Yesterday, Theresa May delivered a letter to the European Union leaders informing them of the Britain’s intention of leaving the political union – Article 50, which starts a 2-year countdown to withdrawal, was triggered. Brexit is underway.
A leaked European parliament report seen by the Guardian accuses Britain of trying to “move the goalposts and do away with the referee” in the impending negotiations with the EU27 nations. This approach is not one that is going down well with other European leaders, especially given Theresa May’s. Senior figures in Brussels complained about the prime minister’s remarks regarding security, while critics in Westminster also piled in, arguing that the prime minister had issued a “blatant threat” and was treating security as a “bargaining chip” in negotiations. Chancellor, Phillip Hammond has also previously threatened that the United Kingdom could become a tax haven if it wasn’t given a favourable deal.
Both sides tend to speak of a “divorce”. Divorces are not pretty, and rarely go smoothly. Blows are often exchanged in the most brutal fashion, and I think we can expect as much during the impending negotiations. In fact, the mood is already hostile. A divorce is usually between two equal partners, but in this case it is the best interests of one nation against those of another 27.
We have been told again and again that the UK is going to get a fabulous’ cake and eat it’ deal and then lots of money will be available for the NHS among other things – we have been promised something that cannot be delivered. Theresa May has already clarified that the NHS will not get any extra funding, never mind the £350 million a day the Leave campaign promised.
So heads turn now to the negotiations which must follow. The Tories are trying their favoured divide and rule tactics, but in their sense of post-imperialistic self-centrism and vainglory they have misjudged the mood of the European Union. It makes no sense for them to give Britain exactly what they want.
May claims she wants security, free trade and liberal values. These are the things that ironically we are about to throw away. She promised a more secure, prosperous, more tolerant land – she will deliver the opposite.
Britain wants to remove itself from the free movement of labour, yet keep access to the single market and tariff-free trade: the EU see’s the two as interlinked. The two negotiating positions are completely incompatible. It is not in the EU’s interests to give Britain the cake and eat it deal they want. We have not taken back control, we have given it to the remaining 27 nations in the European Union – they will put their interests first.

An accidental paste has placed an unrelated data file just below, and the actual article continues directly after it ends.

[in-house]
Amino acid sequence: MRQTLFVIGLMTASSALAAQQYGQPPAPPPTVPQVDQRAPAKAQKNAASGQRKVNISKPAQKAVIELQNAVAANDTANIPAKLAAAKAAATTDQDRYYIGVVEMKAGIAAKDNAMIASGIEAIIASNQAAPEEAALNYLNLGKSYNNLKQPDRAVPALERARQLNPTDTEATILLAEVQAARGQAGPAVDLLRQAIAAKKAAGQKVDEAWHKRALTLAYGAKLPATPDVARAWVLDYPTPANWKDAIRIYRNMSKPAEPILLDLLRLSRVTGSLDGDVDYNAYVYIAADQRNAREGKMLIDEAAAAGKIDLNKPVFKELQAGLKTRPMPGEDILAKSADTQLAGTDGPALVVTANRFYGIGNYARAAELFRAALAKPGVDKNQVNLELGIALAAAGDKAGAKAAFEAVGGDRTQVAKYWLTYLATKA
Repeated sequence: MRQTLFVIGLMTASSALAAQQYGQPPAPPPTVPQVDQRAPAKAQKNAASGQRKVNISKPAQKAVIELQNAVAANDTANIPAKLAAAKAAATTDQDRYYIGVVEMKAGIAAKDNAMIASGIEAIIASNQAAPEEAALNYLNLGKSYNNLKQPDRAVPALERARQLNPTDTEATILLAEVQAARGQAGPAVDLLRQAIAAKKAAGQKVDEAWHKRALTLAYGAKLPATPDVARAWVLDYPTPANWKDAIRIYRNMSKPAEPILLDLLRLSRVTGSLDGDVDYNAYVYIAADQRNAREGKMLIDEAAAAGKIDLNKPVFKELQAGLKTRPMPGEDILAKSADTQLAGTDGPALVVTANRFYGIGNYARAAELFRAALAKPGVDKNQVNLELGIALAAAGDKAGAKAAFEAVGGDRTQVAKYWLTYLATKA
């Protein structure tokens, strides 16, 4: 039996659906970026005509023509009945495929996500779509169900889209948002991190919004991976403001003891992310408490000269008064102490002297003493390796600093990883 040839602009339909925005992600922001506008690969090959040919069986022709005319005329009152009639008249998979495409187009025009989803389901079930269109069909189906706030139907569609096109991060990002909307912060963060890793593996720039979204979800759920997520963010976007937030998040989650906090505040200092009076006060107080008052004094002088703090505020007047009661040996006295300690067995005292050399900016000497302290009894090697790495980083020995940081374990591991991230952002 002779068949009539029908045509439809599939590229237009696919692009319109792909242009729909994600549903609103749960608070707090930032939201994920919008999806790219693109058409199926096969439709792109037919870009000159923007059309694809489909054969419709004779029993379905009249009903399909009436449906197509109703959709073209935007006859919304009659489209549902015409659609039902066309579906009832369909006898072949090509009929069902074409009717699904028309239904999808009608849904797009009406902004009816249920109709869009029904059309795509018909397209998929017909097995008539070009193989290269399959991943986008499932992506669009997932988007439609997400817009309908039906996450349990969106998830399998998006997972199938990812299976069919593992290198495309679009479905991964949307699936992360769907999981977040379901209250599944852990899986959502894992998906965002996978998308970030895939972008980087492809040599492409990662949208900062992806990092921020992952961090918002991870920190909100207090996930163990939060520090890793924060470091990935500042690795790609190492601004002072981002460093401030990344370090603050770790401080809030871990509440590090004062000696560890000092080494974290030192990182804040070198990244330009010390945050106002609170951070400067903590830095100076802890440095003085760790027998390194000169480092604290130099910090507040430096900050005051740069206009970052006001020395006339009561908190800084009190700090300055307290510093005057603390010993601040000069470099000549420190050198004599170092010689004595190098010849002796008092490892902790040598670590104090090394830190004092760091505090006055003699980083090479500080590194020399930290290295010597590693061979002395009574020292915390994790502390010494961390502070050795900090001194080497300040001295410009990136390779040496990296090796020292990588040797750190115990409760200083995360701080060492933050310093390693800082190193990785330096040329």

EU leaders haven’t even begun to fight, and the UK is severely deluded about the strength of its negotiating position and about the goodwill it still enjoys in the EU: which is diminishing by the day due to the government’s attempted underhand tactics.
One might compare Britain’s current position to that of the England football team at a major competition, massively overhyped only to painfully crash out to a minor in the second round. The parallels are uncanny.
‘Two fifths of games companies based in the UK are considering relocating out of the country in the wake of Brexit’. ‘Lloyd’s of London will move jobs to New Brussels office’. These are recent headlines, and countless more have been reported. The EU is more important to multi-national businesses than we are as an isolated nation.
Once Britain has crashed out of the EU with a less than favourable deal, affecting families all over the nation, the red tape that Brexiteers talk about cutting are our employment rights, our right to sick & maternity leave etc – is this what the Leave campaign meant by taking back control? Taking control of ways they can allow businesses to exploit workers?
International action is also needed to address the issues of climate change, withdrawal from the EU, which is better placed than any individual nation to make change and has already for example cleaned up our beaches, may seriously jeopardise this.
The current government has no legitimacy. The manifesto on which David Cameron and friends were elected has been made irrelevant in a completely charged political situation. We are going to be stuck with the effects of their incompetence for generations to come. They are the ones that have caused the rising inequality and feeling of discontent that lead to the result of the referendum, not the EU, and once again scapegoating tactics have worked – the vested interests of the rich and powerful have prevailed.
Reality will bite, and it won’t be pretty. Brexit will not deliver the change needed to appease those in the country who felt left behind by the globalised model of capitalism, and hence voted for what they saw as change. If anything it will make their lives harder, they have handed more powers to those whose greed has affected the nation. It will most likely lead to the break up of the United Kingdom, as Scotland agitate and Northern Ireland and Wales hint at moving for independence. Our children, and generations to come, have had the carpet pulled from under their feet.
This is not a game. We are stepping into the unknown, likely taking a self-inflicted downgrade. With all this talk of taking back control, we should be aware of whom we are handing control to – and that should worry every single one of us.
In ten years time, we will likely be staring in a jealous hysteria across the channel at the economy of the EU nations, at their living standards, and we will be wondering how we were stupid enough to walk away from it.